Archive for the 'Writing' Category



467 Postblog: An Introduction

The crew of B for Baker were posted to 467 Squadron on the last day of 1943. They arrived at RAF Waddington, Lincolnshire, on the first day of 1944. It follows therefore that 2014 marks seventy years since the crew were operational. To mark this anniversary, I’ve planned a special project to be published on SomethingVeryBig over the next few months: 467 Postblog.

Drawing from a range of sources I’ve compiled a timeline, or a daily diary if you will, looking at events in Bomber Command as a whole and RAF Waddington and the crew of B for Baker in particular during the time that they were on the squadron. From tomorrow I’ll be publishing a post almost every day, following their story from the time they arrived in January 1944 until the fateful Lille operation some four and a half months later.

This period encompasses a good cross-section of Bomber Command operations, and includes some very significant raids. In the first couple of months we will see the crescendo of the Battle of Berlin, with the last mass raid on that city taking place on 23 March amongst a larger campaign of mass city-busting attacks. A week after the final Berlin raid comes the infamous Nuremberg operation. As we move into April, we will see how Bomber Command’s strategies change, in line with the Transportation Plan and other operations aimed at preparing the way for the planned invasion of occupied Europe. While the occasional large raid still happens on a big city like Munich in the latter part of April, for most of that month and the early part of May attacking forces become smaller, trips become shorter and marking techniques become increasingly more accurate. The changing tactics make this a particularly useful and interesting period to look at in some detail.

There were significant periods early on – in early February in particular – where the weather badly affected the bomber offensive. And it was a very long war so there were also days when, simply, nothing much of note happened. So there will be a few days for which I will summarise events into a single post – but all the important ones, particularly the operations in which any member of the crew was involved, will have their own entry to be published seventy years to the day after the events it covers. There will be descriptions of the big events of the time, but also some discussion of everyday life on the squadron and, where the information is available, what the crew themselves got up to.

Almost a year in the making, this is a type of project well-suited to digital publication. Sections will be added in close to real time and the whole project will grow as time goes by.

© 2013 Adam Purcell

Does a blog count?

When Bomber Command: Failed to Return was in its final stages of preparation before printing, Steve Darlow, the publisher, asked all the contributing authors to write a short bio for the front flap. “This is your chance to crow unabashed about your work to date”, he wrote.

With precisely no published work to date, for me this was going to be a challenge. My first attempt was pretty lame. But then Steve wondered, what about my blog? Surely that’s a significant piece of work?

That was an interesting point. A blog by definition is something quite personal, where literally anything that I want can be published for all to read without requiring the rigorous editing and reviewing that goes into a traditional book. There are thousands, if not millions, of blogs out there, all of varying quality and accuracy. I hadn’t considered my own to be worthy of much ‘crowing’, and I suppose it’s telling of my mindset at the time that I was excited about Bomber Command: Failed to Return being my first piece of ‘proper’ in-print writing. But then I thought about it. The button I will click on to send this post spinning into cyberspace is marked ‘Publish’. And once I have clicked that button, my words can be read by anyone with an internet connection – just like a book can be read by anyone who happens to pick it up. I’ve tried to note sources as I go along and, though no-one else ever sees my posts before they go live I make sure I edit them for spelling or grammar before I hit ‘Publish’. So why can’t a blog be published work?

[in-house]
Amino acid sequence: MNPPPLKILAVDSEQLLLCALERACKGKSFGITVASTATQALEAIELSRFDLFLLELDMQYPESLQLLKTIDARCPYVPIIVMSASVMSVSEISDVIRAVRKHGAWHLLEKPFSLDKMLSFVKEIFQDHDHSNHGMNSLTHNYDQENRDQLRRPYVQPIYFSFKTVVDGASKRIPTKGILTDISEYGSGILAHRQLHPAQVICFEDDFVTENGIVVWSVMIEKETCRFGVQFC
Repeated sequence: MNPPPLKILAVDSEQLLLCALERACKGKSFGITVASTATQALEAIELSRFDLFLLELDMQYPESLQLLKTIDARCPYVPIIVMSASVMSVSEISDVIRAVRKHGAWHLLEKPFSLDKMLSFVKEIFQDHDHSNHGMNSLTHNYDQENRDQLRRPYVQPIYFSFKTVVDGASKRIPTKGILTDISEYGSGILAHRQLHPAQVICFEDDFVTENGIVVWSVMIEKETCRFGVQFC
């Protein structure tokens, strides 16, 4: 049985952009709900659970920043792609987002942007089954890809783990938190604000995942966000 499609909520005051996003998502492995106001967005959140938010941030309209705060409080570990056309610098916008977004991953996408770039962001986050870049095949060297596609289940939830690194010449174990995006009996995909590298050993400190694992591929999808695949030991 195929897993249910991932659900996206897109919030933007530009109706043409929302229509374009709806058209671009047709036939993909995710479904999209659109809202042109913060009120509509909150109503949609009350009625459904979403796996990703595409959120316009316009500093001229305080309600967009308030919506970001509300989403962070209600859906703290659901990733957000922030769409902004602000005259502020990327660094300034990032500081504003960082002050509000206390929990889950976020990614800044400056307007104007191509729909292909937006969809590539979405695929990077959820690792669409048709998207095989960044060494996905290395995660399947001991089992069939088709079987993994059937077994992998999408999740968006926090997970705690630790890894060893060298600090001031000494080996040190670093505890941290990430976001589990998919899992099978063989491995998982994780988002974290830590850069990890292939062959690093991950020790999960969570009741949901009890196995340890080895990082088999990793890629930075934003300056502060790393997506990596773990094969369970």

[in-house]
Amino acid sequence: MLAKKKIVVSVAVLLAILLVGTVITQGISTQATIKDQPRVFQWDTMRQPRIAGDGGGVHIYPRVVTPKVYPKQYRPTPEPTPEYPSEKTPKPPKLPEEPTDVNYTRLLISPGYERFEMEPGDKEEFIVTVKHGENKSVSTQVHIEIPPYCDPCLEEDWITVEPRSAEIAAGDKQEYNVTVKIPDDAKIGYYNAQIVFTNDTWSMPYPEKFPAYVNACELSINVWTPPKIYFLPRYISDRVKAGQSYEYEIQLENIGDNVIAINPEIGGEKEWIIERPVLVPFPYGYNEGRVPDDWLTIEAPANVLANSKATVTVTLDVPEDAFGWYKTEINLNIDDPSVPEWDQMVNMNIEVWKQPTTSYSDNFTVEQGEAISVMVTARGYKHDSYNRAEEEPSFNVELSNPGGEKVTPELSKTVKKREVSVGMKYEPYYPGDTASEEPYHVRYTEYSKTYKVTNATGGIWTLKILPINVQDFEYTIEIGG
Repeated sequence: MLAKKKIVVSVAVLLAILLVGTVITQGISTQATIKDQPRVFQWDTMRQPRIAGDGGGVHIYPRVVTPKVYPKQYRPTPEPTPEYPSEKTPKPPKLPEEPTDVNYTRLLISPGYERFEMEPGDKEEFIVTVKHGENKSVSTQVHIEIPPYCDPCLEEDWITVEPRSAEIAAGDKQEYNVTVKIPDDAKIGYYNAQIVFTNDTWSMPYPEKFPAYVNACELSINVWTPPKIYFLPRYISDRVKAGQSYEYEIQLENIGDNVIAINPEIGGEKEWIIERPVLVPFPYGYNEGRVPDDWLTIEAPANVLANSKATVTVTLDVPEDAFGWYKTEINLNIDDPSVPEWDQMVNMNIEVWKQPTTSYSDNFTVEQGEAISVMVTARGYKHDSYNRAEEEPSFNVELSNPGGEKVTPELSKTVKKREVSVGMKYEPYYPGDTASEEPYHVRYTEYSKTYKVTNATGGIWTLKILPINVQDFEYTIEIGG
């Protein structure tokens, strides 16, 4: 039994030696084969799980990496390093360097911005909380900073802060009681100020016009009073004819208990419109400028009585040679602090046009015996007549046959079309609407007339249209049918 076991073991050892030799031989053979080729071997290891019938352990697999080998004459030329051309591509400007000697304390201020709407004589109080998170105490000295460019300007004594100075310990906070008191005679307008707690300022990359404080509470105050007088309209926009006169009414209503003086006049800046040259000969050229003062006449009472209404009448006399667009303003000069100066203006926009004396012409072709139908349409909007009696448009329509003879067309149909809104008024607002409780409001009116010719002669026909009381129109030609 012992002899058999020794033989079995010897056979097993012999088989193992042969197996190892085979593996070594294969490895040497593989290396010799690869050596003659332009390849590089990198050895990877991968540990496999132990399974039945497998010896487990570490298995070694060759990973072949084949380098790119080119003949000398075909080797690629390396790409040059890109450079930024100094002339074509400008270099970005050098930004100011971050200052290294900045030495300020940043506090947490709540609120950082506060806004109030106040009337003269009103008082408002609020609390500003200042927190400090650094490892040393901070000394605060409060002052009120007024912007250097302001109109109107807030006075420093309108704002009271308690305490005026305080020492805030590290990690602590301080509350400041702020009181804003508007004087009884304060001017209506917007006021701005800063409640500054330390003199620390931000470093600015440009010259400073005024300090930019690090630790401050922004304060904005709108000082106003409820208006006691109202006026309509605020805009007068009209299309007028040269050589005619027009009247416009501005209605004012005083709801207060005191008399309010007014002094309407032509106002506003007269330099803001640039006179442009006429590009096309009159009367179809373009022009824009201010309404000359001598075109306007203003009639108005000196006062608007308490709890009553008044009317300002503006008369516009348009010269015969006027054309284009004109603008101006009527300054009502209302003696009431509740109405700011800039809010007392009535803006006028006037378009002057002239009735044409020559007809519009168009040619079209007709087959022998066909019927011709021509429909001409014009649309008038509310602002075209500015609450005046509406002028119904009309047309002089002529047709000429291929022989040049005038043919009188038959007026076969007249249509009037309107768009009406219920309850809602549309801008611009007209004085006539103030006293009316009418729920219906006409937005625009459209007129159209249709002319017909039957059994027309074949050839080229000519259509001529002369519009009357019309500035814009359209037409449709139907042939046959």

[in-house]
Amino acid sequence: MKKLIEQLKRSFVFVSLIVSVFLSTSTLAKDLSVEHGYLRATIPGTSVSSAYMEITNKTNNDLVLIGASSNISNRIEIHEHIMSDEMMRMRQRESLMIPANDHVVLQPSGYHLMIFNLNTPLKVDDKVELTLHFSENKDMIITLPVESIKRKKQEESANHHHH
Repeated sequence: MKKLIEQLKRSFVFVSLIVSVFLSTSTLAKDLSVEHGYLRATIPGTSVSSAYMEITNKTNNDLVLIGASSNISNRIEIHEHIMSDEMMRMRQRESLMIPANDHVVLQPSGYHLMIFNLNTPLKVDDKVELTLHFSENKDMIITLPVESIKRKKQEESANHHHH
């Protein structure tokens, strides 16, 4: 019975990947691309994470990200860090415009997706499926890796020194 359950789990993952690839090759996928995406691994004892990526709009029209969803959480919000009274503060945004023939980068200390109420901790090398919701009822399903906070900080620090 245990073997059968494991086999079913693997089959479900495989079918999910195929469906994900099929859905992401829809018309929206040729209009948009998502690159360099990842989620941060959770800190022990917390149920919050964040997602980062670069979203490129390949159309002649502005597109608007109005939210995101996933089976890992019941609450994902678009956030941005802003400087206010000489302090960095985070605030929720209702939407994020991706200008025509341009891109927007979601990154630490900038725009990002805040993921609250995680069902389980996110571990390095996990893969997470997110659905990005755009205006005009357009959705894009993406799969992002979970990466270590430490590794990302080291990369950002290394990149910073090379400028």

I’ve decided that it can indeed count as ‘work to date’, and so my bio on the front flap of Bomber Command: Failed to Return includes the web address for this blog. With the decline of the printed word on paper in society (one just needs to see the long and growing list of failed ‘traditional’ bookshops in Australia to see this), the telling of history needs to evolve. This is not at all incompatible with the idea of a traditional book. I still want to eventually write a real book, made of real paper and ink, on the tale of the crew of B for Baker and where they fit into the overall Bomber Command story. But in the meantime, this blog can help spread the word.

James Daly, an English historian specialising in the military history of Portsmouth, wrote on his Daly History blog: “Just like the internet has broken down doors for music artists, it’s done the same for historians”. Blogs give a vehicle for making history accessible, on sometimes a very local level. The stories get told – which is, of course, the most important thing – to people who want to read them.

© 2012 Adam Purcell

Sam Alexander

In September 1916, Private Sam Alexander, of the 9th Brigade, 34th Battalion, 3rd Division, Australian Imperial Force, began writing in a diary. Over the next three years or so he would scrawl a few lines on most days about his experiences as a soldier on the Western Front.

Two decades later, as the world was plunging into yet another global conflict, a young neighbour called Kevin Jeffcoat sat spellbound as Sam showed him spiked helmets, medals, gas masks and guns, amazing him with stories of the trenches. “It was awful, it was terrible”, Sam told him. “But it was a grand adventure!”